Foreign Policy Blogs

"Oh, to be in England"

Well, over there you have three major political parties fighting and clawing with each other to prove who’s got the better energy and environmental plans.  Over here, you’ve got two parties who seem to compete with each other at times to see who can hold us back.  I quoted Bill McKibben in my inaugural post back in early March about Congress’s record before this year:  “twenty years of inactivity‚ a remarkably successful bipartisan effort to accomplish nothing”  Well, even though one party, the Democrats, newly installed in the majority in both houses this year, have tried to advance progressive energy legislation, the fifth columnists in their own party representing oil and gas interests, the auto industry, and big coal, have been undermining this effort.  (See my last post, and numerous other previous posts from this summer and late spring.)

So, in Britain, you’ve got one of the Conservative’s leading politicians writing an op-ed in the “Financial Times” entitled A strong case for switching to green taxation.  George Osborne’s piece concludes thusly:  “The case for a green tax switch is compelling, and I want to build a consensus across the political spectrum that it should be used alongside carbon trading schemes in the fight against climate change.”  His party is four square for vigorous, progressive approaches to combating the climate change crisis.  For more, go to their website:  Blueprint for a green economy.

Okay, now see this, Labour starts renewable energy drive to win back climate initiative, from the “Guardian.”  It appears that “Labour is in danger of reverting to being seen as the least green of the three.”  I’ve noted how Tony Blair and his administration have voiced concern for climate change and pushed to get things done, and I’ve also talked about Ken Livingstone, London’s mayor, and the extraordinary leadership role he’s assumed.  But the question now is will the British government and the Labor party continue to forge ahead on renewables, energy efficiency and curtailing GHG.

Even the third party, the Liberal Democrats, are pushing hard.  Their manifesto on climate change is hard hitting and even, dare I say it, a little radical.  They have an extensive white paper that calls for a ” Zero Carbon Britain.”  They also are issuing a rallying cry to help lead the world on addressing global warming.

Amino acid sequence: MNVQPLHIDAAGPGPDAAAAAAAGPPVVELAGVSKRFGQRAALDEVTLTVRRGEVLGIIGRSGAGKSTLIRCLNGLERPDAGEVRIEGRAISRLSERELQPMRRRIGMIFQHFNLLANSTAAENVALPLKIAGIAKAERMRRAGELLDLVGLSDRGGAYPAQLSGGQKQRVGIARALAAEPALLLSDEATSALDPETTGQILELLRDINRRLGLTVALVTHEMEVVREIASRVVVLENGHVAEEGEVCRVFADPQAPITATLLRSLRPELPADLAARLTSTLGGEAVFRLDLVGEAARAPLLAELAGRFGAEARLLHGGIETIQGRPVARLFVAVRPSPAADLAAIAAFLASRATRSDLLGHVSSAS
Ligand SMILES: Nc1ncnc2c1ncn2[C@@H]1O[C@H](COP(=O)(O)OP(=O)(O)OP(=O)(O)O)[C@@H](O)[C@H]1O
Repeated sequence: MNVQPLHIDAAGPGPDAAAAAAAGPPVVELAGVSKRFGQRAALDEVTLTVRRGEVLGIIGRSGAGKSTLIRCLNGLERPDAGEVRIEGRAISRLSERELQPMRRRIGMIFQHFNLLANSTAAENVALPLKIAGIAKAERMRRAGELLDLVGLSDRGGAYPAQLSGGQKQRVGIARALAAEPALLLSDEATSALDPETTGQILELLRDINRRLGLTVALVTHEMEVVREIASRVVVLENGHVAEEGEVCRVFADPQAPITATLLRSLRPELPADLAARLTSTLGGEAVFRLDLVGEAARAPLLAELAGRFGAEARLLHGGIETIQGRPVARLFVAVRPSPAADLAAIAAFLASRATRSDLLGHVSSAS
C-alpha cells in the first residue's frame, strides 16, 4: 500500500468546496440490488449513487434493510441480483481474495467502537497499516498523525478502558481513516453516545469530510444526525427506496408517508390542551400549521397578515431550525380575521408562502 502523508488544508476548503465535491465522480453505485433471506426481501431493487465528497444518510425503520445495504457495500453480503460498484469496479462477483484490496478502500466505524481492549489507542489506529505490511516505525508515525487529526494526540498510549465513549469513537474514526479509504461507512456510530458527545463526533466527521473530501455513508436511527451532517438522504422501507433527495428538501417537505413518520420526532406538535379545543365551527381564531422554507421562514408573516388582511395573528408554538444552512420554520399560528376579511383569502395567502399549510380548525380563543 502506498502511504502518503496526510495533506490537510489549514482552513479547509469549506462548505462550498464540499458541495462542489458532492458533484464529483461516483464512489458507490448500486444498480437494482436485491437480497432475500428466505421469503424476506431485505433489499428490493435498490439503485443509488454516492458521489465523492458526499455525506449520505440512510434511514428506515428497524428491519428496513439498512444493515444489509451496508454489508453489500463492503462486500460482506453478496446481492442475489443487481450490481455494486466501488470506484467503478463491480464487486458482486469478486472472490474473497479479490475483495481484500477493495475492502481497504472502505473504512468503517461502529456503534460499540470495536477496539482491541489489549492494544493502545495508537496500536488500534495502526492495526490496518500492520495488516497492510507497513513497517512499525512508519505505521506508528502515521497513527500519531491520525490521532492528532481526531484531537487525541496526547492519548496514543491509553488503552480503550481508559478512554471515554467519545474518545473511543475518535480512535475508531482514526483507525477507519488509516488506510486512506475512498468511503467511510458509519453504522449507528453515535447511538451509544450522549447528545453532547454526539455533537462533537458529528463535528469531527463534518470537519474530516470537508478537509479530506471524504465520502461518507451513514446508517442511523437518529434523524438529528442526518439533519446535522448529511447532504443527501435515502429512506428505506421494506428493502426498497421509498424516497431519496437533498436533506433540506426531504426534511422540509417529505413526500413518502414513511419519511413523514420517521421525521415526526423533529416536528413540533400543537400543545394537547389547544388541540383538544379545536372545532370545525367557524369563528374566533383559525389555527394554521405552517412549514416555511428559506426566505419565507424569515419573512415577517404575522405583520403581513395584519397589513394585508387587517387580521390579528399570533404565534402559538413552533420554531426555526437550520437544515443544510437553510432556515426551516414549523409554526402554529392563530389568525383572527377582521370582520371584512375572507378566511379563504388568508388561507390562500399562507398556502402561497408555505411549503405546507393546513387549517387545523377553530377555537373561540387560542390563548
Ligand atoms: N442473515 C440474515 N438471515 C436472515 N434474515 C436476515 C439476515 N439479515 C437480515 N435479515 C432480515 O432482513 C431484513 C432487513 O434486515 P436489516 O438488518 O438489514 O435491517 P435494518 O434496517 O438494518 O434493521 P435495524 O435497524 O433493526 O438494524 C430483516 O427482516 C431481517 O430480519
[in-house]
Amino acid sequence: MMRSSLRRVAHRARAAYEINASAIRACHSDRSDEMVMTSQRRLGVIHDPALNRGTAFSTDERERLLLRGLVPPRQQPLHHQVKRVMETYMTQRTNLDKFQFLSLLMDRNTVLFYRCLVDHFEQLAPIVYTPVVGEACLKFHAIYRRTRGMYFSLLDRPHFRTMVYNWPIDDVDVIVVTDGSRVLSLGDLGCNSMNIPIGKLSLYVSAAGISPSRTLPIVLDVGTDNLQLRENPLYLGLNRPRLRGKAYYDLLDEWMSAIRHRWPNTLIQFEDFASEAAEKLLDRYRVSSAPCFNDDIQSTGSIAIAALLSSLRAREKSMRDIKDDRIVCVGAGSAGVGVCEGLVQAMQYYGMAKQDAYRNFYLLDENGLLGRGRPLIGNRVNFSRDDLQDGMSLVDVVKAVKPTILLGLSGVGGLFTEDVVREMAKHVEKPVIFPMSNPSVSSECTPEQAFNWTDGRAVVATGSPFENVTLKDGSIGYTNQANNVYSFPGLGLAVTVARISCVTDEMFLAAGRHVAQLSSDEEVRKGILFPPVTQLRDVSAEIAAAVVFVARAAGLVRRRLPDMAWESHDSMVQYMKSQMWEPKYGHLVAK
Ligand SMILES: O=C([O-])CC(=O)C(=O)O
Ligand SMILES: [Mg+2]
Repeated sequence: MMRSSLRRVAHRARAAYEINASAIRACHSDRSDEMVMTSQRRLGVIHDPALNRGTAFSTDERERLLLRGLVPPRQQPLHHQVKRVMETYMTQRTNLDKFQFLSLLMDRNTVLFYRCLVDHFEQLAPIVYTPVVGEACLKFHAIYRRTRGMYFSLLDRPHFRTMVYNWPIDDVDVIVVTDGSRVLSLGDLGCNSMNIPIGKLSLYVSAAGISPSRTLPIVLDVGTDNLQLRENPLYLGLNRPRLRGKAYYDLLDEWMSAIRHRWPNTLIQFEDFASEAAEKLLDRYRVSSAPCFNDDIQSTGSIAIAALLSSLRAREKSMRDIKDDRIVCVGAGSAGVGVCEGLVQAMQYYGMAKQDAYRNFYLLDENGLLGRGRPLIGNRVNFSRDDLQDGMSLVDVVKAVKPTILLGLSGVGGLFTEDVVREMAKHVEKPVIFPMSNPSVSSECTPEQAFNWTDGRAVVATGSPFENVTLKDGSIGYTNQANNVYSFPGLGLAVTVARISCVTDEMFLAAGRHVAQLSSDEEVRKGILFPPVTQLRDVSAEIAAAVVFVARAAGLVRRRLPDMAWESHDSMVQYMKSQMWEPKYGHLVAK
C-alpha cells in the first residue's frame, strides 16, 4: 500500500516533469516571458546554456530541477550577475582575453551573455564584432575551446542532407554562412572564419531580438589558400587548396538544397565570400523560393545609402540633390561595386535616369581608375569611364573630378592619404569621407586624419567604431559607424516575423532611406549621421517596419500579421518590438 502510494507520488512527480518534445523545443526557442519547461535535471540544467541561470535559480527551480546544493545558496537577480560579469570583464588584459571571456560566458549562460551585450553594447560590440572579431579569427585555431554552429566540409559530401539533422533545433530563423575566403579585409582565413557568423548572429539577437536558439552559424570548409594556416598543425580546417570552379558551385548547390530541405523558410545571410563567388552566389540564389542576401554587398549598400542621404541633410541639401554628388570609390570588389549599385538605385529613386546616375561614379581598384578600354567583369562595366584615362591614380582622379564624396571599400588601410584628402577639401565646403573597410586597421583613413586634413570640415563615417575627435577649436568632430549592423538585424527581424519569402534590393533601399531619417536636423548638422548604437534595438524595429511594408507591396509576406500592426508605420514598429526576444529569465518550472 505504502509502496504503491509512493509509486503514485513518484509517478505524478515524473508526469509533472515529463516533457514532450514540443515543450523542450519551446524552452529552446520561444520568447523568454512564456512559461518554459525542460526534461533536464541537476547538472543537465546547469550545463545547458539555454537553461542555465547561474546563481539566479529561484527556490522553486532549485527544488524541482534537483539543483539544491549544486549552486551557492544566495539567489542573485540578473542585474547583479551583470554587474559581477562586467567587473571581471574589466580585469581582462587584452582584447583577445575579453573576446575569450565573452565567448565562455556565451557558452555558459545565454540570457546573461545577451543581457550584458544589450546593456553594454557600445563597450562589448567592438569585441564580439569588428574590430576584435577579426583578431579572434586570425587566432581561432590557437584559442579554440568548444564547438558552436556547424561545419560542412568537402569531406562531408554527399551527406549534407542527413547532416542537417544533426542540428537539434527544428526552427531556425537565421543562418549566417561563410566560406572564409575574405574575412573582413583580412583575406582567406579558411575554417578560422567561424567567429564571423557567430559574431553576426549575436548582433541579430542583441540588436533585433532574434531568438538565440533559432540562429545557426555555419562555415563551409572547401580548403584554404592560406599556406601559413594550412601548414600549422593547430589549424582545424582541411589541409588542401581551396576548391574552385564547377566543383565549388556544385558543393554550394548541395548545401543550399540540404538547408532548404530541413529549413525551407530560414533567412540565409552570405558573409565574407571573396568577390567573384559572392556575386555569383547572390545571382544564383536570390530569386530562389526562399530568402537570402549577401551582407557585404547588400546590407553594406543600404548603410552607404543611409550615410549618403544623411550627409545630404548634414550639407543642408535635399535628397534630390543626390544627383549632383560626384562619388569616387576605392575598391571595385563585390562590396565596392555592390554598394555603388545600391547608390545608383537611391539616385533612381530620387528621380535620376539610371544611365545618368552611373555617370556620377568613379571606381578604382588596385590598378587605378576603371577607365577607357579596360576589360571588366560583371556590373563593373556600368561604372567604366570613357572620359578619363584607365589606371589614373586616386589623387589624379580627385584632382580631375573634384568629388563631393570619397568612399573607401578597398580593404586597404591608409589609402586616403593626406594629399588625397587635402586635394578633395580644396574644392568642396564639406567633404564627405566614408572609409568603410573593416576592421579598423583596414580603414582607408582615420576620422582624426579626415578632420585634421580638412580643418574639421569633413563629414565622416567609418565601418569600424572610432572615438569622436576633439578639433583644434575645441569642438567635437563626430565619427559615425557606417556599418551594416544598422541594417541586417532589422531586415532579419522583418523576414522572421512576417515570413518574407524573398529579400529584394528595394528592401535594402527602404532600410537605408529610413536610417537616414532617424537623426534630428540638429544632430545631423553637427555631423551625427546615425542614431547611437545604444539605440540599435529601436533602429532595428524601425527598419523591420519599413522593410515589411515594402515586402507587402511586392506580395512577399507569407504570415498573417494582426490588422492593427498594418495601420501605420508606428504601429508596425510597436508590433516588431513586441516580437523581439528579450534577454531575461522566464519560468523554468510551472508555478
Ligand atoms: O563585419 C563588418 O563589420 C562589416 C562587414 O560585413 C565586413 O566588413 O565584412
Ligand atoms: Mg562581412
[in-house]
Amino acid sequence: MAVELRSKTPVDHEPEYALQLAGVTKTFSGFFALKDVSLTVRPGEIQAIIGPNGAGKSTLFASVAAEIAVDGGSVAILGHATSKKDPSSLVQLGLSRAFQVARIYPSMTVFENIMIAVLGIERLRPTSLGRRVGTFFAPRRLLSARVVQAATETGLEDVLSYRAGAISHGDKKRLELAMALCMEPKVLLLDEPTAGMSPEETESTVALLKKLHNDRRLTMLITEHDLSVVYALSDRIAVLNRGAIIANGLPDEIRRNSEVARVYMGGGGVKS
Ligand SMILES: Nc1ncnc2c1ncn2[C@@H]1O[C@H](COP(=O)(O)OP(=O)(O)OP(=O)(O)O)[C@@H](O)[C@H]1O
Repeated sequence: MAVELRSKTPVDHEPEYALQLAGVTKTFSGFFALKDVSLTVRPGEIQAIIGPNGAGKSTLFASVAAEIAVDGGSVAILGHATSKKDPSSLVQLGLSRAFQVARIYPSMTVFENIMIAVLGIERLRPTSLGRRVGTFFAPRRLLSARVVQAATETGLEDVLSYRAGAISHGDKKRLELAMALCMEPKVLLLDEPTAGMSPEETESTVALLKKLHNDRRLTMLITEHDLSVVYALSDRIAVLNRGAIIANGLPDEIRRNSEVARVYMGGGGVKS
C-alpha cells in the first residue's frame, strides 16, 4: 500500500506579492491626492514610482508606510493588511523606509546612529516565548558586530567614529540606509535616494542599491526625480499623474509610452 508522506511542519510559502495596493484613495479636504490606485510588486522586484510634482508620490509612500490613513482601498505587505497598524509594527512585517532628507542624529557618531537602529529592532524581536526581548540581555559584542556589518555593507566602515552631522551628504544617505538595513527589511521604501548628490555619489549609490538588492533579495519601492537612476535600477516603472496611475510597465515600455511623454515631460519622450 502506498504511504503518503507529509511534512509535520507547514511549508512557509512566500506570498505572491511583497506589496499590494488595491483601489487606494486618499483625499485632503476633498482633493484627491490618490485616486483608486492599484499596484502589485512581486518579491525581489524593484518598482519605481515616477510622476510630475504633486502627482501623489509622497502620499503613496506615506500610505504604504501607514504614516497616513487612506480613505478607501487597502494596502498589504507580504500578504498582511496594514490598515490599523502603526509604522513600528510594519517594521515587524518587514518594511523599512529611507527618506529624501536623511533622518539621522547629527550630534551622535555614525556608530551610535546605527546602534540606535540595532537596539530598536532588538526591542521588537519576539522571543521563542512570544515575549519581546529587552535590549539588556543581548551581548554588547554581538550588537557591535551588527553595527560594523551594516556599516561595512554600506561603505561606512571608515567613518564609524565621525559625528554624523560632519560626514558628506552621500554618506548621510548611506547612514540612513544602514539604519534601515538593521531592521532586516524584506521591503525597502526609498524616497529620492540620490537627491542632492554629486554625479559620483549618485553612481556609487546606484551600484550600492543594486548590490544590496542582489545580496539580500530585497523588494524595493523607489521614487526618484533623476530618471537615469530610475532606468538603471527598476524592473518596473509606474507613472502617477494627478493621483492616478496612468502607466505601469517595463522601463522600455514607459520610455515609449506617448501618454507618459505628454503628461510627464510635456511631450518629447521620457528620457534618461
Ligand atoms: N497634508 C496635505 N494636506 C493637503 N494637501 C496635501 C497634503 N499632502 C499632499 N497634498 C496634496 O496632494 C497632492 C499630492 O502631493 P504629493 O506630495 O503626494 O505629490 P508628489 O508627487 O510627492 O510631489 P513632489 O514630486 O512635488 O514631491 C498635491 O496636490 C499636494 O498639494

Oh that some of this passion and clear sightedness would travel across the Atlantic and infuse the special interest politicians here with the realization that business as usual doesn’t make it anymore.  We are lobsters in a steadily boiling pot and we’re going to be nicely cooked if we don’t get the heat turned down soon.


Meanwhile, here’s a sobering perspective from the good folks at Architecture 2030:  “Think You’re Making a Difference?



Bill Hewitt

Bill Hewitt has been an environmental activist and professional for nearly 25 years. He was deeply involved in the battle to curtail acid rain, and was also a Sierra Club leader in New York City. He spent 11 years in public affairs for the NY State Department of Environmental Conservation, and worked on environmental issues for two NYC mayoral campaigns and a presidential campaign. He is a writer and editor and is the principal of Hewitt Communications. He has an M.S. in international affairs, has taught political science at Pace University, and has graduate and continuing education classes on climate change, sustainability, and energy and the environment at The Center for Global Affairs at NYU. His book, "A Newer World - Politics, Money, Technology, and What’s Really Being Done to Solve the Climate Crisis," will be out from the University Press of New England in December.

Areas of Focus:
the policy, politics, science and economics of environmental protection, sustainability, energy and climate change